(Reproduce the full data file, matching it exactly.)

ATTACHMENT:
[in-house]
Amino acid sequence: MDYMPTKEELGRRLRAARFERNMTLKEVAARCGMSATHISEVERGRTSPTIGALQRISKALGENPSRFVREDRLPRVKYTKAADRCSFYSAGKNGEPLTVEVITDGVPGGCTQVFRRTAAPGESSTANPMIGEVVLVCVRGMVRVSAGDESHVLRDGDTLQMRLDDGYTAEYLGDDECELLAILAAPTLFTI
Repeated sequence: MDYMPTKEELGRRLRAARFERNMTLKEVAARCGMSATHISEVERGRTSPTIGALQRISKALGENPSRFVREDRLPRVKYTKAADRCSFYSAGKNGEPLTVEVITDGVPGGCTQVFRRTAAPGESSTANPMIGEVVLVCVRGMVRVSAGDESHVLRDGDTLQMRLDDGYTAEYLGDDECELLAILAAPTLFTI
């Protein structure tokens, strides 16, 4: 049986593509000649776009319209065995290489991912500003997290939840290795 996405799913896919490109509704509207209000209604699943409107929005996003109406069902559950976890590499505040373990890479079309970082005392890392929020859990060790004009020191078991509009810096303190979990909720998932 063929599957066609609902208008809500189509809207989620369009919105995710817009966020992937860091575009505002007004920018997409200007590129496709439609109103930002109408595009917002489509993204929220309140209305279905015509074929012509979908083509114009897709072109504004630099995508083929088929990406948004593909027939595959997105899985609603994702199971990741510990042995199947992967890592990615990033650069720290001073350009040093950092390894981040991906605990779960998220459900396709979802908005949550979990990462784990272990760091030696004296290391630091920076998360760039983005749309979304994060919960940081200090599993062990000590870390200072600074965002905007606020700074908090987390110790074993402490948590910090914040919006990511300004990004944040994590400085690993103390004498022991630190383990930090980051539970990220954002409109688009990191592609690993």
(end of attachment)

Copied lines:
[in-house]
Amino acid sequence: MDYMPTKEELGRRLRAARFERNMTLKEVAARCGMSATHISEVERGRTSPTIGALQRISKALGENPSRFVREDRLPRVKYTKAADRCSFYSAGKNGEPLTVEVITDGVPGGCTQVFRRTAAPGESSTANPMIGEVVLVCVRGMVRVSAGDESHVLRDGDTLQMRLDDGYTAEYLGDDECELLAILAAPTLFTI
Repeated sequence: MDYMPTKEELGRRLRAARFERNMTLKEVAARCGMSATHISEVERGRTSPTIGALQRISKALGENPSRFVREDRLPRVKYTKAADRCSFYSAGKNGEPLTVEVITDGVPGGCTQVFRRTAAPGESSTANPMIGEVVLVCVRGMVRVSAGDESHVLRDGDTLQMRLDDGYTAEYLGDDECELLAILAAPTLFTI
């Protein structure tokens, strides 16, 4: 049986593509000649776009319209065995290489991912500003997290939840290795 996405799913896919490109509704509207209000209604699943409107929005996003109406069902559950976890590499505040373990890479079309970082005392890392929020859990060790004009020191078991509009810096303190979990909720998932 063929599957066609609902208008809500189509809207989620369009919105995710817009966020992937860091575009505002007004920018997409200007590129496709439609109103930002109408595009917002489509993204929220309140209305279905015509074929012509979908083509114009897709072109504004630099995508083929088929990406948004593909027939595959997105899985609603994702199971990741510990042995199947992967890592990615990033650069720290001073350009040093950092390894981040991906605990779960998220459900396709979802908005949550979990990462784990272990760091030696004296290391630091920076998360760039983005749309979304994060919960940081200090599993062990000590870390200072600074965002905007606020700074908090987390110790074993402490948590910090914040919006990511300004990004944040994590400085690993103390004498022991630190383990930090980051539970990220954002409109688009990191592609690993």